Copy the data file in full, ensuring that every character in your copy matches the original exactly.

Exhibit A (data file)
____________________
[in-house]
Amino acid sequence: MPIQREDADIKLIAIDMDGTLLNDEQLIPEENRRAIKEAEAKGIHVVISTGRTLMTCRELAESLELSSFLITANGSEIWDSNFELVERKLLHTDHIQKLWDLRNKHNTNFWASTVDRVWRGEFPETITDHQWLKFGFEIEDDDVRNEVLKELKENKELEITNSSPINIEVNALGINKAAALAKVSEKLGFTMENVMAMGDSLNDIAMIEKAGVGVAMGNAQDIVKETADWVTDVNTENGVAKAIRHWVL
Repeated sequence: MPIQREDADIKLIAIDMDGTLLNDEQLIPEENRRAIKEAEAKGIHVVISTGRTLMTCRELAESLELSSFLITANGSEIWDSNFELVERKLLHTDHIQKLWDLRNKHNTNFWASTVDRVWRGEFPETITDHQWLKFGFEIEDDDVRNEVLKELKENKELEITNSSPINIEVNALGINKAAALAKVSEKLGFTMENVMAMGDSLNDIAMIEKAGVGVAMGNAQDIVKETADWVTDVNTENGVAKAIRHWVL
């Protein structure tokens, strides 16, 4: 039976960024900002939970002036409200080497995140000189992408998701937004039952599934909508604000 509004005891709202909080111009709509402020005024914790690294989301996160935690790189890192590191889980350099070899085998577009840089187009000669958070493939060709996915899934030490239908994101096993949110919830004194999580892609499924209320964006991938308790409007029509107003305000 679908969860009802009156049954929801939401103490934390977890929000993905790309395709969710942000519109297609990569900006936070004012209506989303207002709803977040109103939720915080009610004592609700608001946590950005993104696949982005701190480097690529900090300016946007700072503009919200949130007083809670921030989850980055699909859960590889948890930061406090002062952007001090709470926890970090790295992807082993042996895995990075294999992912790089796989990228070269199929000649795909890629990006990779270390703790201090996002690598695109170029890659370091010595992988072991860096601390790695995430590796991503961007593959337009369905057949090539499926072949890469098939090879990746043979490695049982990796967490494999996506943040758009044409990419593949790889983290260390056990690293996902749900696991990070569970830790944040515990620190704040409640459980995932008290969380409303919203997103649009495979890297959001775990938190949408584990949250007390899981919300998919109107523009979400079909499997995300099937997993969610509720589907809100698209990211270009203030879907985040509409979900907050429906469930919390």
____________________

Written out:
[in-house]
Amino acid sequence: MPIQREDADIKLIAIDMDGTLLNDEQLIPEENRRAIKEAEAKGIHVVISTGRTLMTCRELAESLELSSFLITANGSEIWDSNFELVERKLLHTDHIQKLWDLRNKHNTNFWASTVDRVWRGEFPETITDHQWLKFGFEIEDDDVRNEVLKELKENKELEITNSSPINIEVNALGINKAAALAKVSEKLGFTMENVMAMGDSLNDIAMIEKAGVGVAMGNAQDIVKETADWVTDVNTENGVAKAIRHWVL
Repeated sequence: MPIQREDADIKLIAIDMDGTLLNDEQLIPEENRRAIKEAEAKGIHVVISTGRTLMTCRELAESLELSSFLITANGSEIWDSNFELVERKLLHTDHIQKLWDLRNKHNTNFWASTVDRVWRGEFPETITDHQWLKFGFEIEDDDVRNEVLKELKENKELEITNSSPINIEVNALGINKAAALAKVSEKLGFTMENVMAMGDSLNDIAMIEKAGVGVAMGNAQDIVKETADWVTDVNTENGVAKAIRHWVL
């Protein structure tokens, strides 16, 4: 039976960024900002939970002036409200080497995140000189992408998701937004039952599934909508604000 509004005891709202909080111009709509402020005024914790690294989301996160935690790189890192590191889980350099070899085998577009840089187009000669958070493939060709996915899934030490239908994101096993949110919830004194999580892609499924209320964006991938308790409007029509107003305000 679908969860009802009156049954929801939401103490934390977890929000993905790309395709969710942000519109297609990569900006936070004012209506989303207002709803977040109103939720915080009610004592609700608001946590950005993104696949982005701190480097690529900090300016946007700072503009919200949130007083809670921030989850980055699909859960590889948890930061406090002062952007001090709470926890970090790295992807082993042996895995990075294999992912790089796989990228070269199929000649795909890629990006990779270390703790201090996002690598695109170029890659370091010595992988072991860096601390790695995430590796991503961007593959337009369905057949090539499926072949890469098939090879990746043979490695049982990796967490494999996506943040758009044409990419593949790889983290260390056990690293996902749900696991990070569970830790944040515990620190704040409640459980995932008290969380409303919203997103649009495979890297959001775990938190949408584990949250007390899981919300998919109107523009979400079909499997995300099937997993969610509720589907809100698209990211270009203030879907985040509409979900907050429906469930919390």